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http://dx.doi.org/10.1111/j.1740-8261.2003.tb00474.xDOI Listing
September 2003

Different autoregulation response to dynamic exercise in ophthalmic and central retinal arteries: a color Doppler study in healthy subjects.

Graefes Arch Clin Exp Ophthalmol 2002 Oct 26;240(10):835-40. Epub 2002 Sep 26.

First Department of Ophthalmology, Semmelweis University, Tömo u. 25-29, 1083 Budapest, Hungary.

Purpose: Prospective examination of the influence of changes in heart rate, arterial blood pressure and intraocular pressure induced by short dynamic exercise on orbital blood-flow velocities, and comparison of the autoregulation response in the ophthalmic artery and the central retinal artery.

Methods: Twelve young healthy volunteers were involved in the ophthalmic artery study and 12 others in the central retinal artery study. Blood-flow velocities were measured using color Doppler imaging before and after exercise.

Results: After exercise systolic blood pressure and heart rate were higher ( P<0.004) and intraocular pressure was lower ( P<0.006). However, in the central retinal artery the mean flow velocity, end-diastolic velocity and resistive indices remained stable, while in the ophthalmic artery these velocities actually decreased, and resistive indices increased significantly ( P<0.005). In the central retinal vein the velocities showed no significant change.

Conclusion: Our results confirm the presence of an effective compensatory autoregulation for the retinal circulation, in connection with an increase in the ocular perfusion pressure induced by exercise. However, we found that in the ophthalmic artery some over-compensation occurs (significant decrease in some velocity parameters), whereas in the central retinal artery important flow parameters (mean velocity, end-diastolic velocity and resistive indices) appear to be successfully stabilized. Exercise history, heart rate, blood pressure and intraocular pressure all have to be monitored in orbital blood flow studies, as these variables are strongly affected by the changes in the autonomic nervous system and in turn significantly influence the measured flow velocity and resistivity values.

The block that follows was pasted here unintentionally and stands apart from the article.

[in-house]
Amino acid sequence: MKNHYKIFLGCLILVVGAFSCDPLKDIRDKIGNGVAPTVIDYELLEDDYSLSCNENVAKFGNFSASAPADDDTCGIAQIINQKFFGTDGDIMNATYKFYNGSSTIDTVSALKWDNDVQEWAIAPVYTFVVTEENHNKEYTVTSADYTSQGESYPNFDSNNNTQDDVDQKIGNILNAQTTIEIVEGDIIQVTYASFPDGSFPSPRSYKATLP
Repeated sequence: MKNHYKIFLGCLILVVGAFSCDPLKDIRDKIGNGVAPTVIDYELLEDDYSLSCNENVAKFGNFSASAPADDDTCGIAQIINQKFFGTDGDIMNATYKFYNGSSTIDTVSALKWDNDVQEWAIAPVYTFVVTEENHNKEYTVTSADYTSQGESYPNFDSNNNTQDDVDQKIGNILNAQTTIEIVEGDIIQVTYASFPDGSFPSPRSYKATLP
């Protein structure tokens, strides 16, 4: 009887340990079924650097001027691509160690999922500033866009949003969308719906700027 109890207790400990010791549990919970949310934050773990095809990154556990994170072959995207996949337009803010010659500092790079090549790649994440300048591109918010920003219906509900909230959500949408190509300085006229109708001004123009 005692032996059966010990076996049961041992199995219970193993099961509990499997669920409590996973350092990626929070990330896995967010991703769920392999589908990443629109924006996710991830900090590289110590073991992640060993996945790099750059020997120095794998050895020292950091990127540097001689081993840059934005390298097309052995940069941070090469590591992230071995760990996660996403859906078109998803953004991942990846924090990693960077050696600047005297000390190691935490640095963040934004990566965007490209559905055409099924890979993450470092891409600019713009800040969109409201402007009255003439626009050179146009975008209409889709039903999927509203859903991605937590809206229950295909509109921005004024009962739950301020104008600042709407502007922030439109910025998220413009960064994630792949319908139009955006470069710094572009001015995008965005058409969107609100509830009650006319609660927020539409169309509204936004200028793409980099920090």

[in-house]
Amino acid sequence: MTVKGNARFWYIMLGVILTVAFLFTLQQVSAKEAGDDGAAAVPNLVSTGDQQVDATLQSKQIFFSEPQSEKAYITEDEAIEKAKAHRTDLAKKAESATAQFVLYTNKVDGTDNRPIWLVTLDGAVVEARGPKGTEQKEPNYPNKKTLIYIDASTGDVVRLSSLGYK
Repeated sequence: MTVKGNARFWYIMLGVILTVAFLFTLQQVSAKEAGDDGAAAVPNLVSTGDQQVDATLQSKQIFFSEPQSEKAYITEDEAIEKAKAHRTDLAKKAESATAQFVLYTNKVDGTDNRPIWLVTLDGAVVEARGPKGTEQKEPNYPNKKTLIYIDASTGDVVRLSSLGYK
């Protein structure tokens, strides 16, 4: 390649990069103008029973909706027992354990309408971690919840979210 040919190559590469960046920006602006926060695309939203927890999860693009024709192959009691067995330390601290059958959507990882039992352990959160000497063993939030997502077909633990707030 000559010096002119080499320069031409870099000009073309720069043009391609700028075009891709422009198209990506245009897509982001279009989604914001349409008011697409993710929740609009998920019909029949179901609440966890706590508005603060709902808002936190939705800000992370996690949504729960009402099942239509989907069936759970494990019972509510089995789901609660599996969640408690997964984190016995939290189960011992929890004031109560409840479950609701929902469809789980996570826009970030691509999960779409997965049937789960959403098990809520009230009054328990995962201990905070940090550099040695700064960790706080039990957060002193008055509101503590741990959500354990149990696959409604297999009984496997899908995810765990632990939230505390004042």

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http://dx.doi.org/10.1007/s00417-002-0552-1DOI Listing
October 2002

Observer experience improves reproducibility of color Doppler sonography of orbital blood vessels.

J Clin Ultrasound 2002 Jul-Aug;30(6):332-5

First Department of Ophthalmology, Semmelweis University, Tömo utca 25-29, H-1083 Budapest, Hungary.

Purpose: The study investigated the reproducibility of orbital blood flow measurements with color Doppler imaging (CDI) at different stages of observer experience.

Methods: The subjects were 31 healthy volunteers and 2 sequential groups of 25 glaucoma patients each. Repeated blood flow measurements (usually 3 sets) in orbital vessels (ophthalmic artery, short posterior ciliary arteries, central retinal artery, and central retinal vein) were performed by the same observer in a single session in each subject.

Results: The parameters with the best reproducibility were the resistance index (mean coefficient of variation [COV], 3.3-8.8%), the peak systolic velocity (mean COV, 6.9-13.7%), the time-averaged velocity (mean COV, 7.2-16.0%), and the systolic acceleration time (mean COV, 8.8-12.3%). The mean COV was greater (9.9-20.3%) for the other arterial flow parameters (end-diastolic velocity and systolic acceleration) and for the venous flow velocities (maximum and minimum). The COVs of the parameters were improved by 20-40% as the observer became more experienced in ophthalmic CDI.

Conclusions: We confirm the general reliability of CDI measurements in orbital vessels and show that observer experience improves reproducibility. It appears, however, that observer performance in these measurements is vessel specific.
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http://dx.doi.org/10.1002/jcu.10079DOI Listing
August 2002